Scripture: Ezekiel 17:22-24
Ezekiel to me is one of the weirder books of scripture. I do not know why I feel that way, probably because the ancient alien folks use it so often. If you believe in ancient aliens do not be offended, aliens just FREAK me out so I would rather call them angels.
As I reflect on this scripture I contemplate spirituality. We all know there are various spirtual practices drawing from Celtic, Arab, Hebrew, and Oriental roots just to mention a few. Even Christian mysticism or spirituality draws from various backgrounds to bring us our practices today. The point is not from where the practice originated but if it is bringing us closer to God.
This pasage speaks about God bringing about something new out of something that already existed. In various horticultural practices we see this happening. If you have ever planted a rose you have most likely planted a hybrid rose. These hybrids graft two different varieties of roses together to gain the benifit of both. One may have a better root system another disease resistance. They will breed the plants naturally to form the best color, fragance, and resistance they need then they will carefully cut the flowering portion off of one and physically join it to the root system of another, they tape these together so that the roots of one plant will grow together with the stock of the other. It is very technical and beautiful. They use this same practice in many different types of ornimental and fruiting plants.
There is much research and disipline going into these practices, people invest their entire careers to perfect just one rose bush, and in the case of a vinyard or orchard many lifetimes have been invested to gain the prized product. Our spiritual lives are much like this. We must be careful not to haphazardly bind practices together that do not complement each other. It would not work well to combine the ritual sacrifices of Hinduism with Christian mystism because the theological bases do not mesh. However yoga could be grafted into our spiritual lives. Another concept that has been grafted into Christian discipleship throughout history is the labyrinth. In ancient times people would travel to Israel to walk the paths of Christ. Today people still gain incredible spiritual encouragement from these trips. Eventually due to hostlity and economics it became nearly impossible for many to visit the Holy sites, especially during the Crusades. As a substitute many Medieval cathedral began to incorporate the sacred pathway of a labyrinth into their design so that people could travel to places like Chartres to reflect their spiritual lives on Christ while they physically walk a path. If you want to know more the use of the labyrinth in Christian spiriuality I encourage you to read Walking a Sacred Path: Rediscovering the Labyrinth as a Spiritual Tool, by Lauren Artress.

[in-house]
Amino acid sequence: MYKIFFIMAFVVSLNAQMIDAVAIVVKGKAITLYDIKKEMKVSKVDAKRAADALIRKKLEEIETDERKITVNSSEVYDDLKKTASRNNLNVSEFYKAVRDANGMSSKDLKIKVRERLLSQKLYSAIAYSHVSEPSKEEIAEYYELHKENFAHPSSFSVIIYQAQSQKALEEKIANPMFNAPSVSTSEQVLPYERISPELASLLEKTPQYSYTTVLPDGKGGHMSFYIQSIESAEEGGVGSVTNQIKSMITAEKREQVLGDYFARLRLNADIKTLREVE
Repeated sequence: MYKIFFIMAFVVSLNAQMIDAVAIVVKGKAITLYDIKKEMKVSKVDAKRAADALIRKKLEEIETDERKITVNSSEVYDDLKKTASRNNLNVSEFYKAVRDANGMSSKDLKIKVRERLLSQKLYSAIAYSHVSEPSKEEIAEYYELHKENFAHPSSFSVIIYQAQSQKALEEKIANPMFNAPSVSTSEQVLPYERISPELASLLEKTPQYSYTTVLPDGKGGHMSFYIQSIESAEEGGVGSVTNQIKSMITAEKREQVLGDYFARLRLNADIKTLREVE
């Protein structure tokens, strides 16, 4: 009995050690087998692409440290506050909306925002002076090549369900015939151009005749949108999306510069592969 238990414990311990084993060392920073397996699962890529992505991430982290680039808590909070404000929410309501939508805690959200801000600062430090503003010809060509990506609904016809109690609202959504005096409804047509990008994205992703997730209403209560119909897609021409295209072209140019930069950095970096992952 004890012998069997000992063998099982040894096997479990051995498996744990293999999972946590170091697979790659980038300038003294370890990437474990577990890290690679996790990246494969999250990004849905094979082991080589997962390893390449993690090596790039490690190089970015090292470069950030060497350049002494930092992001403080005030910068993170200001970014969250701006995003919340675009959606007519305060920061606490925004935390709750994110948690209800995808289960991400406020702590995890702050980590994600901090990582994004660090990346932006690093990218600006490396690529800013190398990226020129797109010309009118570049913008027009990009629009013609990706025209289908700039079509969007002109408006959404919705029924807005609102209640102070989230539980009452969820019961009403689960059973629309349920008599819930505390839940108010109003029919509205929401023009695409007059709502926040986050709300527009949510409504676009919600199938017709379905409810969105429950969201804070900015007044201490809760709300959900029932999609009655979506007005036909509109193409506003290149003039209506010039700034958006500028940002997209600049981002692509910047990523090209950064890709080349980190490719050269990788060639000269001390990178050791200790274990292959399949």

Of course many people will question the incorporation of spiritual practices from other traditons into Christianity, and rightfully so. We must be careful what we do and only do things that direct our mind, body, and spirit toward our goals (in the Christian view this would be closer to Christ). You may ask why I’m going on a rant about these practices? Well I write what comes to mind, and as I consider God taking the top of a ceder and planting it down in the ground to grow something new, I think of the continual emergance of Christ centered spirituality in the world. In our various practices, denominations, and orders we have a multitude of different traditions, yet in the end we are pressing for the same goal. These practices have emerged from various backgrounds and for various reasons. Mainly because what one group was focusing on others found to be dry and dead. For them to stay doing the same thing they were faced with spiritual dry rot. Their lives looked good to everyone around them yet inside under the facade they are filled with dust that is barely holding together. God needs to bring new life into the dry tree. At times in history we see movements rise up quickly and the fall away almost as quickly. In those cases God may have needed to dry out the green tree because it had gotten off track or possibly the world was not yet ready for that type of expression in the mainstream.
The point is that God wants you to have a growing, green spiritual life that will grow branches to provide comfort and saftey to others, and bear fruit. You may be feeling a bit dry in your walk right now, this may not mean that you are doing anything wrong, but it may also mean it is tim to look for a different way to encourage spiritual growth. It may not be anything more than trying out a different type of music for a while, or maybe incorpating excersise, gardening, or art into your prayer life. You may find that your traditional style is right where you need to be and go back, you may also find that there was something detrimental to growth in the faith community you were in. As a disciple of Christ our goal should be to continuously grow into His likeness. I encourageyou to explore some of the various methods used throughout Christianity. If you are unsure or unaware of other aspects of spiritual practices there are people that are eager to help you explore. Many of the are members of Spiritual Directors International, which is a group dedicated to help people like you and me deepen our spiritual lives.
I personally have spent time exploring many aspects of prayer and discipline, some of them I have added to my own spirtual journey others I have found little growth with but the experience was intresting and enriching. I have also spent time consulting a spiritual director to assist me in my own personal walk. To prevent dry rot in your spiritual lives be adventurous. The journey should be challenging, trying, and fun but ultimately it will help you find who you were meant to be.